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Ofcom To Investigate Channel 4 Over Subtitle Outage

January 31, 2022

Broadcasting watchdog Ofcom is to investigate Channel 4 after an extended outage over its subtitle services.

The broadcaster experienced several major outages late last year, caused by issues at the centre which handles its playout services.

Its subtitling, signing and audio descriptions were all affected, prompting the National Deaf Children’s Society to call for action.

Channel 4 told the BBC it was sorry for “significant impact” of the outage.

‘Fell short’

A statement from Ofcom said: “We have found that Channel 4 managed to meet the statutory requirement to subtitle 90% of its programme hours over 2021 on most programmes.

“It also met its requirements for audio description and signing.”

But the media watchdog added: “However, Channel 4 fell short of its subtitling quota on Freesat, a satellite TV platform used by around two million UK homes.”

The issues originally arose in September after a fire suppression system was triggered at the broadcast centre of Red Bee Media, causing severe damage.

The “extended outage” of Channel 4’s broadcast channels was not fully resolved until November.

In a statement to BBC News on Friday, a Channel 4 spokeswoman said: “We apologise for the significant impact the Red Bee Media incident had on our access services.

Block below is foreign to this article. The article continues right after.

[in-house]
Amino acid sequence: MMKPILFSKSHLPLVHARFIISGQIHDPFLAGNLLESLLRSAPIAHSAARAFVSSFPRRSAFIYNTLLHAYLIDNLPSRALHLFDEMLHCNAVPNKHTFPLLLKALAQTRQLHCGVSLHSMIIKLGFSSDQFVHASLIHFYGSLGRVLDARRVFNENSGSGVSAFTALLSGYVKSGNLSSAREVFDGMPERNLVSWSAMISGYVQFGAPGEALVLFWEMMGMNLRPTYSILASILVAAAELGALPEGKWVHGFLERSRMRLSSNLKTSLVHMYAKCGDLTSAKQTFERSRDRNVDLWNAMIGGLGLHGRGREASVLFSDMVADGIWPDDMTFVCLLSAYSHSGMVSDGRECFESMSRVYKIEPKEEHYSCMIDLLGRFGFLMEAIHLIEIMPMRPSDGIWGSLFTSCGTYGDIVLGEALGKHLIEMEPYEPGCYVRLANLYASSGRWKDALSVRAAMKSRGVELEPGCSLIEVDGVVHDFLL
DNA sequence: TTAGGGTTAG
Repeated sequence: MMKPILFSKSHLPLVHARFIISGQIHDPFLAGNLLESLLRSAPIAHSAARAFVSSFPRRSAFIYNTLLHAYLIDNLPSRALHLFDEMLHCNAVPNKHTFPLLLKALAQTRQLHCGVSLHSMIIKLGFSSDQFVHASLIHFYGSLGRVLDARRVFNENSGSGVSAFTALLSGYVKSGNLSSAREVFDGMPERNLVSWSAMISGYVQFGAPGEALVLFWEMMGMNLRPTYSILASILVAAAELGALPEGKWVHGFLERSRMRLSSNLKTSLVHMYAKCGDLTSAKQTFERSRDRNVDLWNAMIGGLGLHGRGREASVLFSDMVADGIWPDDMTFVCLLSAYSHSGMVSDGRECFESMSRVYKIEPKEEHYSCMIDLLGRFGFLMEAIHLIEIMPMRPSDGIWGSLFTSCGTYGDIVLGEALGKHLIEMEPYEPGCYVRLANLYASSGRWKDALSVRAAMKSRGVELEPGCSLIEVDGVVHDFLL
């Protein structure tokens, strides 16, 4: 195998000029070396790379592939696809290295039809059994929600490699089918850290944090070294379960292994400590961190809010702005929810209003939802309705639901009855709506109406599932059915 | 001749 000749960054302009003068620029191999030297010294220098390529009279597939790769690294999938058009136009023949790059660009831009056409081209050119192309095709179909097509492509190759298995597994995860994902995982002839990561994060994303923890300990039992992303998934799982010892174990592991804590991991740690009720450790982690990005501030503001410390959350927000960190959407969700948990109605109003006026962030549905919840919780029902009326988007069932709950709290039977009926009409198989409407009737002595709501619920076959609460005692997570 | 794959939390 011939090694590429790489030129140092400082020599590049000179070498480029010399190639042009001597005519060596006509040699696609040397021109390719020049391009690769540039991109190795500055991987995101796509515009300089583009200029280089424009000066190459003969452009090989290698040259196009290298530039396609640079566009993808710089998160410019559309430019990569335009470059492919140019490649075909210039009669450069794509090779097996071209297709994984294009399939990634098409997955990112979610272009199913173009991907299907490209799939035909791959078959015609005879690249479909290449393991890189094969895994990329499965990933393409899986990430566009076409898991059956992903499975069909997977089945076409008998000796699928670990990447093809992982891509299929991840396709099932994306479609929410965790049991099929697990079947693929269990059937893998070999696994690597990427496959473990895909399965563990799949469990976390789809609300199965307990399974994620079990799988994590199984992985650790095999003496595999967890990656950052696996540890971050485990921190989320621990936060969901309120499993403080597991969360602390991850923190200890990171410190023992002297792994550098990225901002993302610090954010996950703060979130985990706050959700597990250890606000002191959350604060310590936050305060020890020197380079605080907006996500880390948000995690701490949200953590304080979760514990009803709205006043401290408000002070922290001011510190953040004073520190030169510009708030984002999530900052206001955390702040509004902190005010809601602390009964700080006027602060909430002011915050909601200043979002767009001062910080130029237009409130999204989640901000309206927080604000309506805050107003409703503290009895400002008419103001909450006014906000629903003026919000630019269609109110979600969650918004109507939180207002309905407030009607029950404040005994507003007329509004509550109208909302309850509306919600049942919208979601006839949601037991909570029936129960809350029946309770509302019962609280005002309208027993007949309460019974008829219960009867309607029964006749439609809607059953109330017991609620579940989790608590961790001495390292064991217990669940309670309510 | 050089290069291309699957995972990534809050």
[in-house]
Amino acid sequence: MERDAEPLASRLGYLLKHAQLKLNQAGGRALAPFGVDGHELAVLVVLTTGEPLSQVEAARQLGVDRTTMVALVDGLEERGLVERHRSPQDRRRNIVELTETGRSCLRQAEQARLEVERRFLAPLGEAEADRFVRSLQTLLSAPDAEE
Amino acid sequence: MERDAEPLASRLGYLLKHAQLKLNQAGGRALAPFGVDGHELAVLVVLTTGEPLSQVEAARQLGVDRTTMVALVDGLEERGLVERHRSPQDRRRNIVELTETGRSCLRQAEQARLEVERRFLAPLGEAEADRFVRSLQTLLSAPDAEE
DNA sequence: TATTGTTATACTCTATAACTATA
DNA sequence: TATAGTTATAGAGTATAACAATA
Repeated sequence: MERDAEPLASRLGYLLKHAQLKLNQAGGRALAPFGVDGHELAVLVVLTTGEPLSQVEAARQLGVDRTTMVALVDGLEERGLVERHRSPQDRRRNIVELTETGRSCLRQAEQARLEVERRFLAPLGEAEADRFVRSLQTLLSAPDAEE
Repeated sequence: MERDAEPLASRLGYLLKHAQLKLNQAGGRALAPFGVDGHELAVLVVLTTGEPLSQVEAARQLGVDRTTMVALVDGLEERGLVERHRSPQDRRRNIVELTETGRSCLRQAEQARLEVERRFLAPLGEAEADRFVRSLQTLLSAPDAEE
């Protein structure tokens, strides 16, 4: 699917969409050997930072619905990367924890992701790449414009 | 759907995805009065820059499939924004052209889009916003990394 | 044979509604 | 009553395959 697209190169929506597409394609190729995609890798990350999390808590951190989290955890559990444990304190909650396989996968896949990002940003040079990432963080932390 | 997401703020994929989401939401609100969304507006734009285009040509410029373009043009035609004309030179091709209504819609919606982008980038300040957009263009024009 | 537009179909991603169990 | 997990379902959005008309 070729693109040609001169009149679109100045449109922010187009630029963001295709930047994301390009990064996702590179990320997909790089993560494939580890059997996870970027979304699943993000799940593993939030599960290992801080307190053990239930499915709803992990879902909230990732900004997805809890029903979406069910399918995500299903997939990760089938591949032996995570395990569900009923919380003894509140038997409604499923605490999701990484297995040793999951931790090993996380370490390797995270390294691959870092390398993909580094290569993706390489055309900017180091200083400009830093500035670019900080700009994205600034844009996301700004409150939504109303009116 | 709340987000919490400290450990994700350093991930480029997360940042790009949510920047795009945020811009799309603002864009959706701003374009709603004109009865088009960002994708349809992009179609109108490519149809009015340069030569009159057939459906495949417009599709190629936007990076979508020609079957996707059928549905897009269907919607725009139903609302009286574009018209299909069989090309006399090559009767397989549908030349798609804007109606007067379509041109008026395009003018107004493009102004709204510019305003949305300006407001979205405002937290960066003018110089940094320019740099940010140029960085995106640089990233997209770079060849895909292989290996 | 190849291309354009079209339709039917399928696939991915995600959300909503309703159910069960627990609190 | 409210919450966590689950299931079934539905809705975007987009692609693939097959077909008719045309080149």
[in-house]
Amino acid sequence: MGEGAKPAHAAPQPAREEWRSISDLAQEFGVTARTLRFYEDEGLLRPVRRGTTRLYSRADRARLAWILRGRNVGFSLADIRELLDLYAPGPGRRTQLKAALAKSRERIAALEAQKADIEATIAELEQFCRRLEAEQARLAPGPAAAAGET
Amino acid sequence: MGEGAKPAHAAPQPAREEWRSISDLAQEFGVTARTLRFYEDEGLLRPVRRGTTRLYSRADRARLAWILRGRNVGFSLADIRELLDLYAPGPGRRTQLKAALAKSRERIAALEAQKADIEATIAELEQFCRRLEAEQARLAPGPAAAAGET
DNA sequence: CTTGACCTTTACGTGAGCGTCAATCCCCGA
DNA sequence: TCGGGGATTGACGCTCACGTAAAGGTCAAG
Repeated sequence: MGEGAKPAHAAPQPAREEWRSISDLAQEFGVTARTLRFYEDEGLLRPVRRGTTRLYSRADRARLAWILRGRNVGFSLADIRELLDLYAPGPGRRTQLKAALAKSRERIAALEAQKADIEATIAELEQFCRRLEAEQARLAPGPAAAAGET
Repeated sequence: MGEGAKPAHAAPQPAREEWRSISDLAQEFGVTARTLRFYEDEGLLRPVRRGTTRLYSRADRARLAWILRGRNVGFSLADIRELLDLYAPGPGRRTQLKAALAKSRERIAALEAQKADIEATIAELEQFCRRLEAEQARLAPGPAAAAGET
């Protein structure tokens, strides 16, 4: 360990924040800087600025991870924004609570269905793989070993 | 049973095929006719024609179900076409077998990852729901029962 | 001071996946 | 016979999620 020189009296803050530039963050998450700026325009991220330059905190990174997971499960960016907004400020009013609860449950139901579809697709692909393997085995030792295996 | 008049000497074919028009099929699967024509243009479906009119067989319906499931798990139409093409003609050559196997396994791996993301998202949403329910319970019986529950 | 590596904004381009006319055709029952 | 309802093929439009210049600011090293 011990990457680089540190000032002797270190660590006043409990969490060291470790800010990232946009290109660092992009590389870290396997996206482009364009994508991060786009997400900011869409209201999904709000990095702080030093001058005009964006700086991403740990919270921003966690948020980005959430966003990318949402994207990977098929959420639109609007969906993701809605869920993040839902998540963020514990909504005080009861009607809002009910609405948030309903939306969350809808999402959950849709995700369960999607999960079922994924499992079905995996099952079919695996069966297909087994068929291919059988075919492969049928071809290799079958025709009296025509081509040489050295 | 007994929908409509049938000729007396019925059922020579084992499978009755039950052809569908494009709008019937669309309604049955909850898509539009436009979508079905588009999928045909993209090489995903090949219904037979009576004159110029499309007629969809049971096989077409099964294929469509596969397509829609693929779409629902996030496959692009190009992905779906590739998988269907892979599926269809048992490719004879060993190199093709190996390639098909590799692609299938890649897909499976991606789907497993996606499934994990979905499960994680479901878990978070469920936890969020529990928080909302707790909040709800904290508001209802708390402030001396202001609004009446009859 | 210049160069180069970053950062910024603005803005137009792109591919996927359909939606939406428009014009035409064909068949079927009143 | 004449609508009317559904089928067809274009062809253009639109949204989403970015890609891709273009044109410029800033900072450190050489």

“Channel 4 would like to reassure our audiences that we have thoroughly reviewed the resilience of our systems to ensure that such a catastrophic event cannot harm our ability to deliver these essential services in the future.

“Whilst we have not met our own high standards in 2021, we still delivered all of our overall statutory obligations and we are once again offering market-leading access services,” she added.

Ofcom “remains very concerned” about the incident, which it said resulted in a “lengthy outage to Channel 4’s access services provision and also wider disruption to its general broadcasts on all platforms”.

The authority is now reviewing Channel 4’s transmission arrangements and back-up facilities that were in the place at the time, and what they have done about it since.

It noted how the broadcaster’s “access services” are relied on “by millions, including deaf, hard-of-hearing, blind and partially-sighted people, to watch and listen to television”.

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